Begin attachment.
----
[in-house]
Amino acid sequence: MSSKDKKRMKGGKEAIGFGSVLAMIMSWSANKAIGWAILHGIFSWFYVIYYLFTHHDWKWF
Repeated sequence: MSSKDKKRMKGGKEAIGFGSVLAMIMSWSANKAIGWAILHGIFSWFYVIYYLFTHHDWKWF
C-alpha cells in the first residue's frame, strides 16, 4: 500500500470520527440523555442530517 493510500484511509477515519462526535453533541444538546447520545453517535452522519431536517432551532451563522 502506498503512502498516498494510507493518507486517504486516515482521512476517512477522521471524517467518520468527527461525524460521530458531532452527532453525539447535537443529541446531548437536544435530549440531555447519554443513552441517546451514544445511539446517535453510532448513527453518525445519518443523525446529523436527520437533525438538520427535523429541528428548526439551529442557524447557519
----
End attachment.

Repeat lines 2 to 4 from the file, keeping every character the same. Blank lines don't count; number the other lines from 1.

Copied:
Amino acid sequence: MSSKDKKRMKGGKEAIGFGSVLAMIMSWSANKAIGWAILHGIFSWFYVIYYLFTHHDWKWF
Repeated sequence: MSSKDKKRMKGGKEAIGFGSVLAMIMSWSANKAIGWAILHGIFSWFYVIYYLFTHHDWKWF
C-alpha cells in the first residue's frame, strides 16, 4: 500500500470520527440523555442530517 493510500484511509477515519462526535453533541444538546447520545453517535452522519431536517432551532451563522 502506498503512502498516498494510507493518507486517504486516515482521512476517512477522521471524517467518520468527527461525524460521530458531532452527532453525539447535537443529541446531548437536544435530549440531555447519554443513552441517546451514544445511539446517535453510532448513527453518525445519518443523525446529523436527520437533525438538520427535523429541528428548526439551529442557524447557519